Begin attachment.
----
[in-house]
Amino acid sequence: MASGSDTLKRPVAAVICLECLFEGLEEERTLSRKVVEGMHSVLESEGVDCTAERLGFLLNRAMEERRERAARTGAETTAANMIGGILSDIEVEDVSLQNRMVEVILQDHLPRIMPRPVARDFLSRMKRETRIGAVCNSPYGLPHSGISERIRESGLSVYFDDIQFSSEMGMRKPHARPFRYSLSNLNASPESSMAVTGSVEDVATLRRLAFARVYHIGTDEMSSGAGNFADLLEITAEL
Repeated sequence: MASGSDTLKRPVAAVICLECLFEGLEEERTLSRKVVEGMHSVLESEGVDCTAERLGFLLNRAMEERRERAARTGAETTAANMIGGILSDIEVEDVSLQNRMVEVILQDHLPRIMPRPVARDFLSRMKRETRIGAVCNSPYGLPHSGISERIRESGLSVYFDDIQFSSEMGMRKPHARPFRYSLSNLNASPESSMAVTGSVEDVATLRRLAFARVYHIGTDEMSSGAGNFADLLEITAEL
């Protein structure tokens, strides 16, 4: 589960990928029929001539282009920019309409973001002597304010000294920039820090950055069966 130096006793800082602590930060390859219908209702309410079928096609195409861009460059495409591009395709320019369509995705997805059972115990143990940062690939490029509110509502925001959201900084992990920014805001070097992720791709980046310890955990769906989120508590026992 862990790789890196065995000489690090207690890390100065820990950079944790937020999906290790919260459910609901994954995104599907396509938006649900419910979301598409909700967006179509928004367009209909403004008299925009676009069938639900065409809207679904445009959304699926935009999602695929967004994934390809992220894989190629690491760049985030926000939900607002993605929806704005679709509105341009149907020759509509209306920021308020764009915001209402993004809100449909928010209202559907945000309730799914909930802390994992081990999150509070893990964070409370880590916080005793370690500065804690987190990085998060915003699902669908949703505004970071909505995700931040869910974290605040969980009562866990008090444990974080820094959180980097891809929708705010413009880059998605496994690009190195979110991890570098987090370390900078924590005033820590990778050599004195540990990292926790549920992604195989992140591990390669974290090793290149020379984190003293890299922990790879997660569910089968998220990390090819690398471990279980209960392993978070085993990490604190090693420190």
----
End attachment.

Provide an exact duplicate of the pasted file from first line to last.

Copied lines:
[in-house]
Amino acid sequence: MASGSDTLKRPVAAVICLECLFEGLEEERTLSRKVVEGMHSVLESEGVDCTAERLGFLLNRAMEERRERAARTGAETTAANMIGGILSDIEVEDVSLQNRMVEVILQDHLPRIMPRPVARDFLSRMKRETRIGAVCNSPYGLPHSGISERIRESGLSVYFDDIQFSSEMGMRKPHARPFRYSLSNLNASPESSMAVTGSVEDVATLRRLAFARVYHIGTDEMSSGAGNFADLLEITAEL
Repeated sequence: MASGSDTLKRPVAAVICLECLFEGLEEERTLSRKVVEGMHSVLESEGVDCTAERLGFLLNRAMEERRERAARTGAETTAANMIGGILSDIEVEDVSLQNRMVEVILQDHLPRIMPRPVARDFLSRMKRETRIGAVCNSPYGLPHSGISERIRESGLSVYFDDIQFSSEMGMRKPHARPFRYSLSNLNASPESSMAVTGSVEDVATLRRLAFARVYHIGTDEMSSGAGNFADLLEITAEL
């Protein structure tokens, strides 16, 4: 589960990928029929001539282009920019309409973001002597304010000294920039820090950055069966 130096006793800082602590930060390859219908209702309410079928096609195409861009460059495409591009395709320019369509995705997805059972115990143990940062690939490029509110509502925001959201900084992990920014805001070097992720791709980046310890955990769906989120508590026992 862990790789890196065995000489690090207690890390100065820990950079944790937020999906290790919260459910609901994954995104599907396509938006649900419910979301598409909700967006179509928004367009209909403004008299925009676009069938639900065409809207679904445009959304699926935009999602695929967004994934390809992220894989190629690491760049985030926000939900607002993605929806704005679709509105341009149907020759509509209306920021308020764009915001209402993004809100449909928010209202559907945000309730799914909930802390994992081990999150509070893990964070409370880590916080005793370690500065804690987190990085998060915003699902669908949703505004970071909505995700931040869910974290605040969980009562866990008090444990974080820094959180980097891809929708705010413009880059998605496994690009190195979110991890570098987090370390900078924590005033820590990778050599004195540990990292926790549920992604195989992140591990390669974290090793290149020379984190003293890299922990790879997660569910089968998220990390090819690398471990279980209960392993978070085993990490604190090693420190």